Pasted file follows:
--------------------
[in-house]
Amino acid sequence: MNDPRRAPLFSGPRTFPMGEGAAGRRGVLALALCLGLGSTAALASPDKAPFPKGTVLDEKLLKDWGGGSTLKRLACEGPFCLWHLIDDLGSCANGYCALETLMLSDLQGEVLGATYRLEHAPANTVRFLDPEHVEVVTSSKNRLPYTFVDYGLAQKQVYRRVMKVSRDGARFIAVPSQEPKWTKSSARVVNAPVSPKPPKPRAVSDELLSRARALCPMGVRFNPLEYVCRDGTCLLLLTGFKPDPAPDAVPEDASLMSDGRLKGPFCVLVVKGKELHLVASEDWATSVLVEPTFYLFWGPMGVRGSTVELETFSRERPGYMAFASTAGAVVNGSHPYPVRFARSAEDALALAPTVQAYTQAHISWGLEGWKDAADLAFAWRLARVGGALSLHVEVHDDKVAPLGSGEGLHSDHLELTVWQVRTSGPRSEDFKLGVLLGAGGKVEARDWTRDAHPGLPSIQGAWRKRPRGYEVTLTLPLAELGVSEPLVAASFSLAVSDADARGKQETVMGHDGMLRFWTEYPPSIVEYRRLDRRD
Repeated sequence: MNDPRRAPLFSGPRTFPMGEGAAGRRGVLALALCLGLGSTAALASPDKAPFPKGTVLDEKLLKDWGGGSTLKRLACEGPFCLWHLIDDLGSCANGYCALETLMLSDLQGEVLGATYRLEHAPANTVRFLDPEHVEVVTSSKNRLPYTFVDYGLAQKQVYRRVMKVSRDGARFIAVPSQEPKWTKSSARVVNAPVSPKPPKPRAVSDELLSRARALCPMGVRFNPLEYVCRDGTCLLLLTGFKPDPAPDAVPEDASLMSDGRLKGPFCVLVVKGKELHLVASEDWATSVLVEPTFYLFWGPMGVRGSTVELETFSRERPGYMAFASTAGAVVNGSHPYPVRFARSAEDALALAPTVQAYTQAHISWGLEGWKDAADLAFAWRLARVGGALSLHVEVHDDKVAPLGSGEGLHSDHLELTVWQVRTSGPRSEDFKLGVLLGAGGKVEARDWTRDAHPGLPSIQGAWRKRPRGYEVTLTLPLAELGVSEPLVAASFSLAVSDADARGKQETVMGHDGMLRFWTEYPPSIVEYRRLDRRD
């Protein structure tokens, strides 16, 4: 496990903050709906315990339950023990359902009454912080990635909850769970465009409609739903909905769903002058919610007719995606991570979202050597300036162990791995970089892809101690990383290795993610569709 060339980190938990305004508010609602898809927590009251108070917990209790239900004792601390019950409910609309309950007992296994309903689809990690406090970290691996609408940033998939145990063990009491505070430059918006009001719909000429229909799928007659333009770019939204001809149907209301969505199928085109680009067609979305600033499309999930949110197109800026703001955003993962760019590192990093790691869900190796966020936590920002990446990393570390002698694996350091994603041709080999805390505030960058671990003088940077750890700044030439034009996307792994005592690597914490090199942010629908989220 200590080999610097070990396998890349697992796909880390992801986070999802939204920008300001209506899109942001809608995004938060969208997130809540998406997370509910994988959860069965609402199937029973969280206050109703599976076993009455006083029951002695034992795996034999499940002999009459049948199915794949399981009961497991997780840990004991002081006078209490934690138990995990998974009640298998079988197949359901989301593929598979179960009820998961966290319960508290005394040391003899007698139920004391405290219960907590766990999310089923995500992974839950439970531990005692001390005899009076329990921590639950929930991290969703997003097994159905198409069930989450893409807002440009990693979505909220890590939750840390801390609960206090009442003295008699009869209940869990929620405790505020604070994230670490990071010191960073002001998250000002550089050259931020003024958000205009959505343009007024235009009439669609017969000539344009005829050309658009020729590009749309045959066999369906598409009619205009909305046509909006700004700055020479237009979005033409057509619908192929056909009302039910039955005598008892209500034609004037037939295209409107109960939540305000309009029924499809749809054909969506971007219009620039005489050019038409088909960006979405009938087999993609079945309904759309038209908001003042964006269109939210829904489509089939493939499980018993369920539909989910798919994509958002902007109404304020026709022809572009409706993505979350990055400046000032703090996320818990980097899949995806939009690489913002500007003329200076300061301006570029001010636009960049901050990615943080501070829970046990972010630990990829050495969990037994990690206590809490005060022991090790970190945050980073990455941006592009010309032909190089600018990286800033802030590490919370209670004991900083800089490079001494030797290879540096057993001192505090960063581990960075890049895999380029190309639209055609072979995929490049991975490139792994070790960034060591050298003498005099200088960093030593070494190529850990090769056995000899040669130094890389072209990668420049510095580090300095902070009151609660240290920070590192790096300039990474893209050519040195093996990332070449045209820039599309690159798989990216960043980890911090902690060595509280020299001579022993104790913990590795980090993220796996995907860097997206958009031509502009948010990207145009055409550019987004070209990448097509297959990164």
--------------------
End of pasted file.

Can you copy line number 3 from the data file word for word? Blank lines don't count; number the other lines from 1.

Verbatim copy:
Repeated sequence: MNDPRRAPLFSGPRTFPMGEGAAGRRGVLALALCLGLGSTAALASPDKAPFPKGTVLDEKLLKDWGGGSTLKRLACEGPFCLWHLIDDLGSCANGYCALETLMLSDLQGEVLGATYRLEHAPANTVRFLDPEHVEVVTSSKNRLPYTFVDYGLAQKQVYRRVMKVSRDGARFIAVPSQEPKWTKSSARVVNAPVSPKPPKPRAVSDELLSRARALCPMGVRFNPLEYVCRDGTCLLLLTGFKPDPAPDAVPEDASLMSDGRLKGPFCVLVVKGKELHLVASEDWATSVLVEPTFYLFWGPMGVRGSTVELETFSRERPGYMAFASTAGAVVNGSHPYPVRFARSAEDALALAPTVQAYTQAHISWGLEGWKDAADLAFAWRLARVGGALSLHVEVHDDKVAPLGSGEGLHSDHLELTVWQVRTSGPRSEDFKLGVLLGAGGKVEARDWTRDAHPGLPSIQGAWRKRPRGYEVTLTLPLAELGVSEPLVAASFSLAVSDADARGKQETVMGHDGMLRFWTEYPPSIVEYRRLDRRD